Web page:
The LIFO inventory method should be evaluated for any manufacturer or distributor that is encountering rising prices. Inflation has picked up in several industries, and markets are affected by tariffs or the threat of tariffs. LIFO is still available and is most beneficial when a company is experiencing increasing prices or costs to inventory. Many considerations are involved with choosing and applying a LIFO method, but tax savings can be significant.
Corporate Tax-Planning Strategies
The Tax Cuts and Jobs Act reduced the corporate tax rate to 21 percent, and for pass-through businesses, the qualified business income deduction (QBI) effectively dropped the maximum tax rate of owners to 30 percent or less. Now that we have worked with the complex QBI rules for a year, there may be an opportunity to again consider the entity choice for operating the business.
Is a C corporation a good choice? Should the company operate as an S corporation or as a partnership? Can my partnership convert to a C corporation and enjoy the lower corporate 21 percent rate? What role do state and international considerations factor in my decision? What is the future exit strategy, and can I qualify as having qualified small business stock?
We can assist the company’s owners with these discussions by applying our Business Entity Analysis Model to various “what if” scenarios.
Pass-Through Qualified Business Deduction Planning Under 199A
Pass-through manufacturers are entitled to a deduction of up to 20 percent of their QBI for 2022 if taxable income exceeds $340,100 for a married couple filing jointly, or $170,050 for singles and heads of household. The amount of the limitation is based on the amount of W-2 wages paid by the trade or business, and/or the unadjusted basis of qualified property (such as machinery and equipment) held by the trade or business.
Manufacturers may be able to structure current-year income or deductions to maximize the benefit of QBI from year to year. Manufacturers may also look to adjust W-2 wages before year’s end if a limitation is expected.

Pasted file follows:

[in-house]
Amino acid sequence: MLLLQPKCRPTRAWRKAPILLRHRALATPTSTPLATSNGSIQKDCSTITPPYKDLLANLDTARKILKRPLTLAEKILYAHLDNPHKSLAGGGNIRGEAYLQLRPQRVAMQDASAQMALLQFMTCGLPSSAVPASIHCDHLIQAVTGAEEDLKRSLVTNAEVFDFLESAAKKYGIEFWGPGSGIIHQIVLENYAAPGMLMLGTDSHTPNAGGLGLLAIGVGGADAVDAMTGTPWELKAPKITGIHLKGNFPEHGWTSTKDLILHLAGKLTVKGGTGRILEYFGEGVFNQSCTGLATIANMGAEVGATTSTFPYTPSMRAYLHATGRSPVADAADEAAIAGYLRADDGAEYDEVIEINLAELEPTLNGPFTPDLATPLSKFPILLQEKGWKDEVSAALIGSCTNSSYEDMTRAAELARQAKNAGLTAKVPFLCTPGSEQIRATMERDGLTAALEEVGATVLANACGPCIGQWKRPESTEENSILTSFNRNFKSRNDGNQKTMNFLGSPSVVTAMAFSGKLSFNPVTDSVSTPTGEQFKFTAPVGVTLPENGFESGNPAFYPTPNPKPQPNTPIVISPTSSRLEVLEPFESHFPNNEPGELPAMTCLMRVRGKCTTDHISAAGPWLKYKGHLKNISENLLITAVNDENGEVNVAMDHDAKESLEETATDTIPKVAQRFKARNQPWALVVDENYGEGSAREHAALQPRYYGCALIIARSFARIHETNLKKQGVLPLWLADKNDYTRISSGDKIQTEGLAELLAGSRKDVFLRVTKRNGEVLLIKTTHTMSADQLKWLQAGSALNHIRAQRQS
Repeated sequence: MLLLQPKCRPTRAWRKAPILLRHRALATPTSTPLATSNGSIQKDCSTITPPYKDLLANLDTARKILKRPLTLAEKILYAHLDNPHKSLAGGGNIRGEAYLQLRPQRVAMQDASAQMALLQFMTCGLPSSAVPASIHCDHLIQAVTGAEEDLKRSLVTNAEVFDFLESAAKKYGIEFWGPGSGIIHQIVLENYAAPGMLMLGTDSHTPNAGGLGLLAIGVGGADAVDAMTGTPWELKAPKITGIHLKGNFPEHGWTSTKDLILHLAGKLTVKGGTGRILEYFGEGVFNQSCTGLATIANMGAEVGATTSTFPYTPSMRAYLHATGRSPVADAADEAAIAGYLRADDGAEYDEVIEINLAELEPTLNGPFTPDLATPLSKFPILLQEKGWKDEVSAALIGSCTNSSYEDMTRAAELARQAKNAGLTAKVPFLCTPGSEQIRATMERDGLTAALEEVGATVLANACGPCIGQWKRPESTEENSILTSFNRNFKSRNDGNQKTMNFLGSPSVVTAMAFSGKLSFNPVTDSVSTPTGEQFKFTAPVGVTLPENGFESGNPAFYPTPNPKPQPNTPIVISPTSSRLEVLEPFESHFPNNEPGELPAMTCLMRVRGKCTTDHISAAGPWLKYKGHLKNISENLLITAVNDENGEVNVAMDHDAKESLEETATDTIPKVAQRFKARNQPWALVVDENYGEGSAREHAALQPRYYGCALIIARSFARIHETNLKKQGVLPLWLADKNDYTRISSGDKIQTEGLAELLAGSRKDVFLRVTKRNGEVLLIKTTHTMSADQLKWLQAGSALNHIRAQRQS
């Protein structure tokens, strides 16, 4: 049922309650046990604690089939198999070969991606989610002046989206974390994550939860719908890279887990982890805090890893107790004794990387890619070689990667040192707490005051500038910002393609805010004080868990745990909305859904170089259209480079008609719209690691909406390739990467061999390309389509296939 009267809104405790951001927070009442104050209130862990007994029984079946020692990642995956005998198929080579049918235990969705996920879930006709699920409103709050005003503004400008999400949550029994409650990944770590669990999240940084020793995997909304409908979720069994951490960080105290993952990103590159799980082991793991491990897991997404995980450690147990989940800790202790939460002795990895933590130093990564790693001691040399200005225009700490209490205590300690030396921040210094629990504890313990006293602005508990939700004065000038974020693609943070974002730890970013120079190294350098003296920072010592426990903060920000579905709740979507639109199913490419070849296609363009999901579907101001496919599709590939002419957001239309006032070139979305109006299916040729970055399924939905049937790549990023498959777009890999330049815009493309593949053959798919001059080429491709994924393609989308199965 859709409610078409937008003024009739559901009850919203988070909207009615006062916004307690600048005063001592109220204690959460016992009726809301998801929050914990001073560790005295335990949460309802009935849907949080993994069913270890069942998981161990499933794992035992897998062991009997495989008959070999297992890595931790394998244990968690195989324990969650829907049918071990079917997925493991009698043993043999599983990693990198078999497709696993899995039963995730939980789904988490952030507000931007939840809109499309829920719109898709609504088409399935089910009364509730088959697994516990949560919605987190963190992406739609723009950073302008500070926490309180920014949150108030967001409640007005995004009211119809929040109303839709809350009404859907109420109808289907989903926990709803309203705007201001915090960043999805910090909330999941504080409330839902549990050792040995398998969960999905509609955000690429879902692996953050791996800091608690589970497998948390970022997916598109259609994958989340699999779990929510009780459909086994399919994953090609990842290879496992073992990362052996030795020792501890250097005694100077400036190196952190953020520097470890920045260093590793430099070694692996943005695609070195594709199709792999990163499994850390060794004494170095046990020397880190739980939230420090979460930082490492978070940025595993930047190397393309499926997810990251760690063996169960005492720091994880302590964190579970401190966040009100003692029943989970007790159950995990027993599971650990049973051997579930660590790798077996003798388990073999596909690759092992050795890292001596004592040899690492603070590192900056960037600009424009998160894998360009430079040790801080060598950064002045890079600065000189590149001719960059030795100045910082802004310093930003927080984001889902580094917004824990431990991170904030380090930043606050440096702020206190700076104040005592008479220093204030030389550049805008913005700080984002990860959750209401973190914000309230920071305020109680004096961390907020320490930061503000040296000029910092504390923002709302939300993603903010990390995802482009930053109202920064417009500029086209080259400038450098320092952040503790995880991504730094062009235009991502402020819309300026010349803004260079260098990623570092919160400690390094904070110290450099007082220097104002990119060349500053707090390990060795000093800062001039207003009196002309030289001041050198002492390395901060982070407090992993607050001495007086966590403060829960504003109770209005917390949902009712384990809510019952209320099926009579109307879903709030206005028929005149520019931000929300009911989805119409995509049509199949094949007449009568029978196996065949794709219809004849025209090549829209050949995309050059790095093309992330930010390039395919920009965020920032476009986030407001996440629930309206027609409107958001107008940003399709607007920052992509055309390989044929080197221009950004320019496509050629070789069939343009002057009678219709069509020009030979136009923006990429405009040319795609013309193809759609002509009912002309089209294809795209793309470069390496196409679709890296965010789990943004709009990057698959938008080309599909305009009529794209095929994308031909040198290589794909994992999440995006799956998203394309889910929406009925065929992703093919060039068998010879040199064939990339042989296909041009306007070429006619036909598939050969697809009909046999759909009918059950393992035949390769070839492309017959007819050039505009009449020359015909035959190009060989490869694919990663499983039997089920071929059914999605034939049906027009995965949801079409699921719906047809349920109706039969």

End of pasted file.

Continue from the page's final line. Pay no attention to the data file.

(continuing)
Thoughtful planning is required to navigate the complex rules related to QBI, specifically if the manufacturer has Paycheck Protection Program loan forgiveness occurring in 2022. Planning for year-end 2022 should include discussion of salaries, timing and distribution of income.
Also, be aware that taxpayers who claim the QBI deduction must now show how they calculated QBI using Form 8995. Each business must stand separately and will require its own Form 8995.
Capital Expenditure Expensing Under Section 179
In addition to the 100 percent bonus depreciation, there is a higher Section 179 expensing election available for 2022. The threshold has been increased to $1,080,000, and the point at which qualified purchases are phased out is $2.7 million for 2022.
This deduction applies to most depreciable property (other than buildings) and off-the-shelf computer software. A recent change in the rules affects the eligibility to deduct qualified improvement property (any interior improvement to a building’s interior, but not for enlargement of a building, elevators or escalators, or the internal structural framework) for roofs, and for HVAC, fire protection, alarm and security systems.
The expensing limit that applies this year means that many manufacturers that make timely purchases will be able to currently deduct most if not all their investment for machinery and equipment. An added benefit is that taxpayers can plan to place assets in service at the end 2022, but still enjoy a full deduction up to the 2022 limitation threshold. Thus, property acquired and placed in service in the last days of 2022 can result in a full Section 179 expense deduction for 2022.
Maximize Deductions With Asset Capitalization Policy